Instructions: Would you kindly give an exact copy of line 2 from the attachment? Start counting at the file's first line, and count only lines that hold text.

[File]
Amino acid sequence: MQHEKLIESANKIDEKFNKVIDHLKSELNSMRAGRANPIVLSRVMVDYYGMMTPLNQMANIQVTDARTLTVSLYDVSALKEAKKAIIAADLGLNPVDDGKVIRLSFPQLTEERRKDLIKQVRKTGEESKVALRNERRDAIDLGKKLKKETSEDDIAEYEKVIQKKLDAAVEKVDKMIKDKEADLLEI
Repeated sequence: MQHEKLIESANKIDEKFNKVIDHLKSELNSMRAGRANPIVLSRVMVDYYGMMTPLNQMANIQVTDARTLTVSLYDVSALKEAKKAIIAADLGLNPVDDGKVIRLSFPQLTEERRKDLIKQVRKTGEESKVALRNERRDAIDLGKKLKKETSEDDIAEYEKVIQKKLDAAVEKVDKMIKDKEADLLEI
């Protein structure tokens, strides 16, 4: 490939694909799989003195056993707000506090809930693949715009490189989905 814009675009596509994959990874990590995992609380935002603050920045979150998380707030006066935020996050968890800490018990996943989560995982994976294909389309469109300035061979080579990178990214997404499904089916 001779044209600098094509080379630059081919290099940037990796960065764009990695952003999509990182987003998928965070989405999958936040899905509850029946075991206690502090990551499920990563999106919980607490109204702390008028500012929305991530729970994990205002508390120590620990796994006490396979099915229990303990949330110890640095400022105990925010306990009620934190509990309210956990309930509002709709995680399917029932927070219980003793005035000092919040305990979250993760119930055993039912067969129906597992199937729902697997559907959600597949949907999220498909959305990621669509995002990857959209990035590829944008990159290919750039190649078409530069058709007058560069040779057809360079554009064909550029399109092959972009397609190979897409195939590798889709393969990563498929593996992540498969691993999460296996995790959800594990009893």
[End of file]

Repeated sequence: MQHEKLIESANKIDEKFNKVIDHLKSELNSMRAGRANPIVLSRVMVDYYGMMTPLNQMANIQVTDARTLTVSLYDVSALKEAKKAIIAADLGLNPVDDGKVIRLSFPQLTEERRKDLIKQVRKTGEESKVALRNERRDAIDLGKKLKKETSEDDIAEYEKVIQKKLDAAVEKVDKMIKDKEADLLEI